John Howes, a candidate for judge, is being investigated in connection with a hit-and-run accident that took place on Oct. 4 in Fort Lauderdale. Ebony Green, of Lauderhill, reported she was rear-ended by a man and she gave a description of the male driver and the car. She also said she recognized the man from the Broward Main Courthouse, where she works. According to the police report, Green exited her car after it was struck and man drove away from the scene. There were no injuries and the damage was minimal. Howes denies it was he but her description of the man fit him. He owns an older model Corvette, as she described in her police report. Howes is running against John Fry for Broward County Group 1 judge seat. The investigation is continuing.
FORECLOSURE CON GAMES
The apparently fraudulent practices of the mortgage servicing industry in which they are accused of fabricating and forging foreclosure documents are getting more attention. Consumer groups are demanding action and hearings are scheduled to take place before a number of congressional committees. One person who deserves credit for bring this to light is Oakland Park attorney Kenneth Trent, who uncovered the practices during a deposition in one foreclosure lawsuit earlier this year.
Miami-Dade County's county commission District 8 covers Palmetto Bay, Cutler Bay, Kendall, Homestead, unincorporated Redland and portions of Pinecrest. The candidates in this race are Lynda Bell, a Republican and former mayor of Homestead, and Eugene Flinn, a Democrat who is mayor of Palmetto Bay. Bell was mayor in a city that was plagued by mismanagement, ongoing criminal investigations, and racial division. Flinn was mayor of the relatively well-run and quaint village of Palmetto Bay. You would give Flinn the edge but that’s not the case. Bell is out-working Flinn and Republican turnout will be high. Blacks in the district are complaining Flinn is not focusing on poor neighborhoods or conducting meaningful outreach efforts in their precincts. During a meeting with black supporters last month, Flinn was urged to be more visible and to mount an aggressive grassroots effort. Apparently that didn’t happen. His campaign is faltering in the one area which he could have exploited, and that’s with black voters. Many voters remember the position Bell took on the Confederate Flag issue, which ultimately led to her being swept out of office.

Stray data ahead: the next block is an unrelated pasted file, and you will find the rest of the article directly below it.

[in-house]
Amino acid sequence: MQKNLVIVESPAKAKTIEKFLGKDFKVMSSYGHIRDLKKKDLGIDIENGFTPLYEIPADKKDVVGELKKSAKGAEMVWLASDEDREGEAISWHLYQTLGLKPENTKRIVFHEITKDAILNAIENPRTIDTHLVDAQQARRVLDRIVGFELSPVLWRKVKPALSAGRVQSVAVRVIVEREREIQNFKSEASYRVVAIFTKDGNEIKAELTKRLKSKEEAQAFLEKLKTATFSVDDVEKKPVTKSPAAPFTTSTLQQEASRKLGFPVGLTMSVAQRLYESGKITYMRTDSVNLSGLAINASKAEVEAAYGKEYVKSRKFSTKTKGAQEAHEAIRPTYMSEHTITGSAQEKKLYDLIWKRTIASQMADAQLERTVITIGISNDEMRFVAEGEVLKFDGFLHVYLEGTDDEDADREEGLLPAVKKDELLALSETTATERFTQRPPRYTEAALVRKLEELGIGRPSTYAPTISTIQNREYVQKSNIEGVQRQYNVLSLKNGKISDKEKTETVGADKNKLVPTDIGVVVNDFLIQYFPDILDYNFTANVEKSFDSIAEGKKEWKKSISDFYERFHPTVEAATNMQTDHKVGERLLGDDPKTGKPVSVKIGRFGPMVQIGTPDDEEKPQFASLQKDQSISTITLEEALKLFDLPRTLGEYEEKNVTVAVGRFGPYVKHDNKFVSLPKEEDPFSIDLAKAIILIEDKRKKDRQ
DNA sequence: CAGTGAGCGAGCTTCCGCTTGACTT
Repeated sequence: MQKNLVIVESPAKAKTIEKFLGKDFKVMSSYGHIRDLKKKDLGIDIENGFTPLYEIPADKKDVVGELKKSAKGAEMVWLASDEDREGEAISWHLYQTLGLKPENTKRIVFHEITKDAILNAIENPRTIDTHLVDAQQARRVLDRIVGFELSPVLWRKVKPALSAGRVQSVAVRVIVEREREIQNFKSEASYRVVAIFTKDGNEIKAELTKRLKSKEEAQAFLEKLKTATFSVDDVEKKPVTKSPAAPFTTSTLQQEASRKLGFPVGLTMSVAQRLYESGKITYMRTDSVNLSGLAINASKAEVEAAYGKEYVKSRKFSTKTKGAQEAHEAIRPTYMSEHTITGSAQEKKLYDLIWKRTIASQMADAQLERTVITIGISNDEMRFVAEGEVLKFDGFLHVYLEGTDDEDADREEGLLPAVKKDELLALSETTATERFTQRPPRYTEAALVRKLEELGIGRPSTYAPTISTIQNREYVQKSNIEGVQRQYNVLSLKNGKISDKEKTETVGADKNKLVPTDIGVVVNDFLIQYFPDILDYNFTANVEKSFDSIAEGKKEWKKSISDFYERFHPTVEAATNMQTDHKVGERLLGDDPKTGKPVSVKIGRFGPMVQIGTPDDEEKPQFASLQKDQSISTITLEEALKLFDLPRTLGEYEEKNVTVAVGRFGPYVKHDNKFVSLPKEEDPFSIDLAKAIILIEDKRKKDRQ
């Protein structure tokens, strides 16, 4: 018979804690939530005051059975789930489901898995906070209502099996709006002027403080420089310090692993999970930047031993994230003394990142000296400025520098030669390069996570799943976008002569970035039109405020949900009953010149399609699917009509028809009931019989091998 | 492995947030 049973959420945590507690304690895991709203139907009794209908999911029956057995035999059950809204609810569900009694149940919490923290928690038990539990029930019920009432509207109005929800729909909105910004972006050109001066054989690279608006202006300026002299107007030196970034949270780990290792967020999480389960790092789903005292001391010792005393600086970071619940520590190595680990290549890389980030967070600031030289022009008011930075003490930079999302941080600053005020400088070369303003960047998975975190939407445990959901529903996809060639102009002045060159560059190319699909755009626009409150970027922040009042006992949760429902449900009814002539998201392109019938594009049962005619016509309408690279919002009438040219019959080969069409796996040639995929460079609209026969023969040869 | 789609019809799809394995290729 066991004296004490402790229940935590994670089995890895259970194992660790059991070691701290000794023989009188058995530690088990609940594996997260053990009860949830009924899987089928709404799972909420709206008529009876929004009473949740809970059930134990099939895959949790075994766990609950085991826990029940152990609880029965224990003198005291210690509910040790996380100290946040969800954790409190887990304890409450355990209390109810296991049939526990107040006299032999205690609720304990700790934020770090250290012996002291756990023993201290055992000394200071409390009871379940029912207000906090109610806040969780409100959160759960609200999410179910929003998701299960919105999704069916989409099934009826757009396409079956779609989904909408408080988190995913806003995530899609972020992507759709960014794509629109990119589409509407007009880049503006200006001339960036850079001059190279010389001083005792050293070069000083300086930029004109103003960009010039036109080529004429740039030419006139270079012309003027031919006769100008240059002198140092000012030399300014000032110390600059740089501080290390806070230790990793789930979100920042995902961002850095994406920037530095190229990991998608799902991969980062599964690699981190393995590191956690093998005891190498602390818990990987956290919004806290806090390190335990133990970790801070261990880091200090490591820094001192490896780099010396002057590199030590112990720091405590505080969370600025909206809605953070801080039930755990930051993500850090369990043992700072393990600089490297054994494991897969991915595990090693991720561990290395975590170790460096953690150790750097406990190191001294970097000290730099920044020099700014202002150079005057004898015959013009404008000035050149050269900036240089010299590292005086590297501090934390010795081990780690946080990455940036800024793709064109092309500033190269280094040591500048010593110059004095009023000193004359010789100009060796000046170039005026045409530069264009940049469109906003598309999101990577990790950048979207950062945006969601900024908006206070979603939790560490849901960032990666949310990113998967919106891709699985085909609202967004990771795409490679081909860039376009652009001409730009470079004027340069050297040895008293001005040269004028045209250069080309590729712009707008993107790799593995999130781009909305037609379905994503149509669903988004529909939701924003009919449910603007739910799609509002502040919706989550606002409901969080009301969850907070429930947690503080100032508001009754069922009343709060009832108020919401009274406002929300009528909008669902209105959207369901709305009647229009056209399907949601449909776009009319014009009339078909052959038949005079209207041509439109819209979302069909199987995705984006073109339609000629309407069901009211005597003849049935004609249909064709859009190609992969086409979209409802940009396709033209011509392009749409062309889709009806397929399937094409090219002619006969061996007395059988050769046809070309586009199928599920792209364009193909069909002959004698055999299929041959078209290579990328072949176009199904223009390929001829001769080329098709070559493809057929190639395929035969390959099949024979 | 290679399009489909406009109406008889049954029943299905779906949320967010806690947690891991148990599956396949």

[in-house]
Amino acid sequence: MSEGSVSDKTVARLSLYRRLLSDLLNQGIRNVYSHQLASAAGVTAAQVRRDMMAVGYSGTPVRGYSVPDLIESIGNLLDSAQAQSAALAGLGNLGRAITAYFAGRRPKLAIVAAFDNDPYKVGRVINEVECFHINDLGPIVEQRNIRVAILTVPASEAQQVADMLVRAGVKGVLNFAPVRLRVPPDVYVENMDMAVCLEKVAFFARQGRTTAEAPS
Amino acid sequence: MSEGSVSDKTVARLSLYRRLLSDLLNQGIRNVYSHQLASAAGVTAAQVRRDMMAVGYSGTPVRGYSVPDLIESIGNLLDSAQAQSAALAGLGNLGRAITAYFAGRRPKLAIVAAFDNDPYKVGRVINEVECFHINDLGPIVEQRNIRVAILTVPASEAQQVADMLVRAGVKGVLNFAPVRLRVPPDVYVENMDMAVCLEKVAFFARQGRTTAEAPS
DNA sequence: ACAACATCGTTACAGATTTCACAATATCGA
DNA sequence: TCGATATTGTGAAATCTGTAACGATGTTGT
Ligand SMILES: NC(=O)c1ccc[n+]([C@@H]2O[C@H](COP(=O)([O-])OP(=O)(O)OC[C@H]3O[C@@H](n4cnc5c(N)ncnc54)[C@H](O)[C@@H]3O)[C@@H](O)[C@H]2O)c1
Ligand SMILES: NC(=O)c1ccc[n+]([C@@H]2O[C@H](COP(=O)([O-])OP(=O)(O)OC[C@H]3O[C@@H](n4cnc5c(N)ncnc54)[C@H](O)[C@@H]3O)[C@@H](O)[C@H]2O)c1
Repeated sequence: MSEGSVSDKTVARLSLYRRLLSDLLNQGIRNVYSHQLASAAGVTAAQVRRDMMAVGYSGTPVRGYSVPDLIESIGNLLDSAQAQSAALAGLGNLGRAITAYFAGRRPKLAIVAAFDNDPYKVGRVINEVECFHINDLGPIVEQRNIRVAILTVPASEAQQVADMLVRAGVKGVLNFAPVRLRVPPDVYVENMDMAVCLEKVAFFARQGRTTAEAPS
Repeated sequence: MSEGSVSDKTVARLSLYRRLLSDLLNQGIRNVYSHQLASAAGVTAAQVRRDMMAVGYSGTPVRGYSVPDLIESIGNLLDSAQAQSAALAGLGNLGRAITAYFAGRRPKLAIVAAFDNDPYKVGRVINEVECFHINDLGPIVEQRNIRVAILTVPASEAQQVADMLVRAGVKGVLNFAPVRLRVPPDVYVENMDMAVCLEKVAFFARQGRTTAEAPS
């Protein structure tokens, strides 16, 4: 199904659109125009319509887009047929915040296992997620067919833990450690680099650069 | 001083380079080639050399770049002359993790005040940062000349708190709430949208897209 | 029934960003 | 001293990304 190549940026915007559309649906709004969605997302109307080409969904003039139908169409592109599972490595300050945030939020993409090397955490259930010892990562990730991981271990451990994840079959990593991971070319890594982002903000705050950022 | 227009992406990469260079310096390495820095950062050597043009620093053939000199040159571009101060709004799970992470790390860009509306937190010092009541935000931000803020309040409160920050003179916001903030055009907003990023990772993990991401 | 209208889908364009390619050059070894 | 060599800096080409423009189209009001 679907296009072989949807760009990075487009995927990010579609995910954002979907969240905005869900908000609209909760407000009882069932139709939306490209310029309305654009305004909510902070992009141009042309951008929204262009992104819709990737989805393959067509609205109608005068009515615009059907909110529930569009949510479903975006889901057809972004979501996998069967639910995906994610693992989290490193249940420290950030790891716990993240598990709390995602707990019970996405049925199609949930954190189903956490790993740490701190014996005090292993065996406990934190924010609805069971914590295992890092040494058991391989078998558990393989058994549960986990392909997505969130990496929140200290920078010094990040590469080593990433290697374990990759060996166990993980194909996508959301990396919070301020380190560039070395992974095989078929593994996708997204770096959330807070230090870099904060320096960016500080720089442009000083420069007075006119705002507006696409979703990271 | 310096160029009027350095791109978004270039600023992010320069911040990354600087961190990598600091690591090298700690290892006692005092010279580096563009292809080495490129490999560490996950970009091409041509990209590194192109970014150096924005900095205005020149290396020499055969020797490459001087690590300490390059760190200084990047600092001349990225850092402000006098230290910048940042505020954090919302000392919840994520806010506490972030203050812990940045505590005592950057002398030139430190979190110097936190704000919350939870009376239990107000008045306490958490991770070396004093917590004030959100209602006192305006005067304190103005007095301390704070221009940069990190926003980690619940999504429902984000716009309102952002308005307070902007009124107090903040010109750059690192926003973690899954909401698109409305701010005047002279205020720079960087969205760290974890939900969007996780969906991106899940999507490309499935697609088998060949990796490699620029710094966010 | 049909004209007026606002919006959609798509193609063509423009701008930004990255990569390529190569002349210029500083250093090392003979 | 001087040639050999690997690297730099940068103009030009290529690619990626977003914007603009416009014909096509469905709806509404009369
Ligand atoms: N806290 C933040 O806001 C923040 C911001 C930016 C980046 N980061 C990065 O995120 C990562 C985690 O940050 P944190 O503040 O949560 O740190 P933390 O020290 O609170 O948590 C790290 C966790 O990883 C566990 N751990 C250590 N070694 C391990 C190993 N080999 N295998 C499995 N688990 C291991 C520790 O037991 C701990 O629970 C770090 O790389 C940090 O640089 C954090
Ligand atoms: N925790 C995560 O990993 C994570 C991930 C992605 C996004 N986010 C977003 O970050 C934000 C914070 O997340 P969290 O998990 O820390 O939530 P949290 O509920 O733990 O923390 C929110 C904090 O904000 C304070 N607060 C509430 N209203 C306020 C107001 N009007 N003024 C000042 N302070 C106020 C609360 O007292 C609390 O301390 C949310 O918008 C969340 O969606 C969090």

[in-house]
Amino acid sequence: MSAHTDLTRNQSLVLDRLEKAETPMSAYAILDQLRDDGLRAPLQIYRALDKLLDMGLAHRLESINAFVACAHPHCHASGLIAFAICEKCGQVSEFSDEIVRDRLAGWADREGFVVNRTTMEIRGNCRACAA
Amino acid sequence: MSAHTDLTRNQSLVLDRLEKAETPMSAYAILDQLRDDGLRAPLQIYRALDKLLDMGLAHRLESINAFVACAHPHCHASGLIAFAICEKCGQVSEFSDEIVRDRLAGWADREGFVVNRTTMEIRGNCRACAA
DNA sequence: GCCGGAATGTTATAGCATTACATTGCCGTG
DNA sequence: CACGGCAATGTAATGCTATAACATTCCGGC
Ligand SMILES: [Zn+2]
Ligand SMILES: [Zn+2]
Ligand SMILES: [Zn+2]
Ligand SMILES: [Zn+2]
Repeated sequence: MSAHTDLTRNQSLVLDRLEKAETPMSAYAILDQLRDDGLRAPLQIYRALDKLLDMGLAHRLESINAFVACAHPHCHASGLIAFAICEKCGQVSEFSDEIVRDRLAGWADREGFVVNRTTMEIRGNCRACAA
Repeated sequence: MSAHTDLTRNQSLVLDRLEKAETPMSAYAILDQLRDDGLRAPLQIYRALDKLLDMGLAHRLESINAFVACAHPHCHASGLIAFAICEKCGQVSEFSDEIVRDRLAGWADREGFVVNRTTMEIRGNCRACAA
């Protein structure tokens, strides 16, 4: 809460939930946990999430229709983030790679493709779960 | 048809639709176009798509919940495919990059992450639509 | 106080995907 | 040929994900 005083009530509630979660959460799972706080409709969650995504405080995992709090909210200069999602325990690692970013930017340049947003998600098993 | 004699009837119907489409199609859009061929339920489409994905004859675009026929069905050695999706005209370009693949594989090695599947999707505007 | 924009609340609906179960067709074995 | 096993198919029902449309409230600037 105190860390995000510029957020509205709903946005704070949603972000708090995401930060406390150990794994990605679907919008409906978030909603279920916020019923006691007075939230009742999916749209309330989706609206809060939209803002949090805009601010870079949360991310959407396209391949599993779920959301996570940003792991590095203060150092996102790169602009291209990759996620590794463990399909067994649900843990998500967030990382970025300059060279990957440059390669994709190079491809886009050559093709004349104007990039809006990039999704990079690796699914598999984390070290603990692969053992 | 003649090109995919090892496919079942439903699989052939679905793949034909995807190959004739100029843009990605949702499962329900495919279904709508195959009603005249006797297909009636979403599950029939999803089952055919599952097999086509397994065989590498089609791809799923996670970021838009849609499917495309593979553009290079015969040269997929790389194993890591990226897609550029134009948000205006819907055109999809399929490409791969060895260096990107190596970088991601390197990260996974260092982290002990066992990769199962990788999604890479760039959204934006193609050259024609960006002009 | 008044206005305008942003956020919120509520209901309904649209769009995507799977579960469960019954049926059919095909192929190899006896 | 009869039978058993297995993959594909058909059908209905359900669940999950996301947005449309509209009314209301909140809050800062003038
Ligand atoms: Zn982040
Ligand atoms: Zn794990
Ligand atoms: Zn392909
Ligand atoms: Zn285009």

THE SMELL OF FISH
The testy campaign between Republican state Rep. David Rivera, and Joe Garcia, a Democrat, in Florida’s 25 congressional district has taken a peculiar turn. Rivera has claimed on state required financial disclosure forms for years that his source of income was a consulting contract with the federal government. When contacted, the U.S. Agency for International Development said it had never heard of Rivera or his company. Rivera’s evolving explanation about the issue will give one motion sickness. He has said he was actually a subcontractor but refuses to say for what company. What seemed like a simple issue now has voters wondering what’s going on. Much of the mudslinging in this race on both sides was just political fodder but if Rivera submitted inaccurate or false information on his financial disclosure forms, it could be a serious matter. Rivera must clarify this and quickly because something’s fishy here.
Elgin Jones may be reached at EJones@sfltimes.com.